We have recently identified a novel p53 pro-survival signaling pathway involving up- regulation of p53 target genes or DNA damage checkpoint genes, which can influence the balance between cell death and arrest/senescence in a p53 dependent DNA damage response. We have identified the RhoE gene as a novel transcriptional target of p53 and DNA damage. We found that DNA damage triggers actin depolymerization, resulting in stress-fiber disassembly through p53-dependent RhoE activation. RhoE is a recent addition of the small GTPases superfamily and has the strongest homology to RhoA, B, and C. Despite this high homology, RhoE has several unusual properties which distinguish it from the other Rho proteins. Unlike other Rho proteins, RhoE seems to be only Rho family protein transcriptionally responsive to DNA damage that can induce loss of actin stress fibers. We hypothesize that RhoE protein are essential for survival of cancer cells with wt- p53 by suppressing the activity of proapoptotic proteins while enhancing the function of prosurvival proteins in response to the exposure of DNA damage. The main goal of this proposal is to understand the unusual roles of a small GTPase, RhoE, as a novel target gene of p53-dependent DNA damage and to translate our basic understanding of the cell survival function of RhoE into apoptosis for human cancer cells including breast cancer cells. Although the biological role of RhoE in DNA damage response pathway has not yet been defined, our preliminary data demonstrating transactivation of the RhoE gene by p53-dependent DNA damage, its potential role as a key organizer of the actin cytoskeleton, and its exceptional role in DNA damage-induced cell survival are intriguing to us. Accumulating evidence suggest that an aberrant signaling through Rho proteins is closely associated with various steps of tumorigenesis and carcinogenesis. In this application, a combination of biochemical and genetic approaches will be used to (i) delineate the functions of RhoE in p53 dependent cellular outcomes and DNA damage stress response;(ii) Identify and characterize RhoE Interacting partners, which will define a molecular pathway that affects RhoE-mediated cell survival and p53-dependent cell death in response to genotoxic stress;iii) determine if ROCK 1 is an essential upstream regulator for JNK-mediated cell death signaling;and (iv) define the role of RhoE in DNA damage checkpoint signaling and cell survival signaling using in mouse knockout approach.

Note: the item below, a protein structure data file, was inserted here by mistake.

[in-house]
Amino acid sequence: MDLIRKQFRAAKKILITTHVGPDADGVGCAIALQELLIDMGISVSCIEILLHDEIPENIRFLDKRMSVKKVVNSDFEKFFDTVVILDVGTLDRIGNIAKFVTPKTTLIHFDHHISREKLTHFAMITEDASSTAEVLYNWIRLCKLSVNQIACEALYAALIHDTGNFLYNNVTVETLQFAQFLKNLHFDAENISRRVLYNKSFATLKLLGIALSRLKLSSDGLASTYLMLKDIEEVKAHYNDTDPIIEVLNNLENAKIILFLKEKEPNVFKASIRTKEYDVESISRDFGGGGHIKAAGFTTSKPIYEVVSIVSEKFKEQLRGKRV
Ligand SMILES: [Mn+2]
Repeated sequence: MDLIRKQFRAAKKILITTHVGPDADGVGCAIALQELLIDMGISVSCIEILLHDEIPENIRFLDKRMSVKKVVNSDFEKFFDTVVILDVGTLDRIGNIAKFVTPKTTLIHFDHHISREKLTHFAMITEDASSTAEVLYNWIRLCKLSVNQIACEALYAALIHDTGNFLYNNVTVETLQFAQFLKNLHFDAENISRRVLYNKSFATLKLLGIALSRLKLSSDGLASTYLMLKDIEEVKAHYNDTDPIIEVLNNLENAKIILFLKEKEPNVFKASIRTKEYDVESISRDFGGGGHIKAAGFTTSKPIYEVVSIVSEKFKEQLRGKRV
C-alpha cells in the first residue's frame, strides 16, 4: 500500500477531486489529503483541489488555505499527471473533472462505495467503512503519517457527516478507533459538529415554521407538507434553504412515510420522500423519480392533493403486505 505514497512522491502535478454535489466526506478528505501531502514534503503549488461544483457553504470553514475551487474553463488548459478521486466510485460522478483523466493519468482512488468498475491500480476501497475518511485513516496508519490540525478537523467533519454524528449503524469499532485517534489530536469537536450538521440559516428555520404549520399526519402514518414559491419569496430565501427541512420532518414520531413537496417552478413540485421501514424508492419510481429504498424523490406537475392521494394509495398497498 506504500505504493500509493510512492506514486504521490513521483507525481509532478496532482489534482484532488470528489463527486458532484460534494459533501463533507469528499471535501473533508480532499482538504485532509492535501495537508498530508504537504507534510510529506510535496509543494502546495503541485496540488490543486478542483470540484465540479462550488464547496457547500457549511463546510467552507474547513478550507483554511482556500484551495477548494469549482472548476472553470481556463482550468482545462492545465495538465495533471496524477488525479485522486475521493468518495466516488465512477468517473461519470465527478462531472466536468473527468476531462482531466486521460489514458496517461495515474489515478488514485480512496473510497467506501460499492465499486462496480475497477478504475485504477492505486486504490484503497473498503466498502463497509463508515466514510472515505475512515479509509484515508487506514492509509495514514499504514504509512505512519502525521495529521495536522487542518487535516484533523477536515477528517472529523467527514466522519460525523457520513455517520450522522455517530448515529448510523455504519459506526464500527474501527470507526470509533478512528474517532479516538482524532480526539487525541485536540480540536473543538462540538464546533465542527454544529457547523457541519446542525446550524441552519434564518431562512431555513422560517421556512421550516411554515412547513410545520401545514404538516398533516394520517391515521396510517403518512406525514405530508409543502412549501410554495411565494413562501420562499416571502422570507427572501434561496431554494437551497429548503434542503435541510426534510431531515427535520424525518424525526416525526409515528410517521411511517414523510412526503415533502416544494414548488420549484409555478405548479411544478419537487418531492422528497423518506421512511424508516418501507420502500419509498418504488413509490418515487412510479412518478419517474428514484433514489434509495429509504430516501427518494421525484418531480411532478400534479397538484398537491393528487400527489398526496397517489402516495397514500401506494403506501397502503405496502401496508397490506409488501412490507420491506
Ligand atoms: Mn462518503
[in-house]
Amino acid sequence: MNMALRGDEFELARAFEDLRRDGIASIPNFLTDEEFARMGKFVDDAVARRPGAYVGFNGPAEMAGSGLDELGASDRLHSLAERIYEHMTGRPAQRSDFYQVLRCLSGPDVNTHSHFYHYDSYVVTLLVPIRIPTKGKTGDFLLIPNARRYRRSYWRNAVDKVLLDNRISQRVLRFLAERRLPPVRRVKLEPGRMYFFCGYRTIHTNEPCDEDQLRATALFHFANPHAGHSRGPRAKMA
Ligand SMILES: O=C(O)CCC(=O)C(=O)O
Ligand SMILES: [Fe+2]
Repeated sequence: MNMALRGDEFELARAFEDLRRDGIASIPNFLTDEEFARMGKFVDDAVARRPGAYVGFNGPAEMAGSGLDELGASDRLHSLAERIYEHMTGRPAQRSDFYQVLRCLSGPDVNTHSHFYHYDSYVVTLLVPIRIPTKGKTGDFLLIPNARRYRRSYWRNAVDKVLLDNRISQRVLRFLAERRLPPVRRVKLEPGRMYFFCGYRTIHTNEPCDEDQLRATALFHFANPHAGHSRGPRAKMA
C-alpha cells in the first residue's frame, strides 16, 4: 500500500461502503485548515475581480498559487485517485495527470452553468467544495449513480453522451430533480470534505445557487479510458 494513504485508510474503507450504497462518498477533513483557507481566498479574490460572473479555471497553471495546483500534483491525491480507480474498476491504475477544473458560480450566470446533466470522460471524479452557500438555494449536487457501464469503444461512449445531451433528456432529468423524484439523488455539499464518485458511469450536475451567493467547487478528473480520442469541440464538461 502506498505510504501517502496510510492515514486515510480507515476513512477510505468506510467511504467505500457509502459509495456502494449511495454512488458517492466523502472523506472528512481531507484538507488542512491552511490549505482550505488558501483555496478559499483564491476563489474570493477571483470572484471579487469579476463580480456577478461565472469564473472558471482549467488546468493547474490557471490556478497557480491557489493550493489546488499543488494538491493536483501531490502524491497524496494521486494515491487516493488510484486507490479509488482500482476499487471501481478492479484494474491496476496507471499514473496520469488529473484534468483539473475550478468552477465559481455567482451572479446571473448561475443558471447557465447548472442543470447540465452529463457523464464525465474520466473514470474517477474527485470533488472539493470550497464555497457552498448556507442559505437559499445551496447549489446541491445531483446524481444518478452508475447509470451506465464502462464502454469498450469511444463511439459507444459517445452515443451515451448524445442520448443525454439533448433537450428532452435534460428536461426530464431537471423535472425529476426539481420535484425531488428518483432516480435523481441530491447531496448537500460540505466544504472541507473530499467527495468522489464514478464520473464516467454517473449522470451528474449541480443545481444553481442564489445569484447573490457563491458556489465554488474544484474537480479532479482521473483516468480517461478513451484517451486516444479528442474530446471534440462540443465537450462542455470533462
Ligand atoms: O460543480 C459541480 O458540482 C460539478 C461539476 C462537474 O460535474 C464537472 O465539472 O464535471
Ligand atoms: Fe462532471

The main goal of this proposal is to understand the unusual roles of a small GTPase, RhoE, as a novel target gene of p53-dependent DNA damage and to translate our basic understanding of the cell survival function of RhoE into apoptosis in response to therapeutics in human cancer cells.
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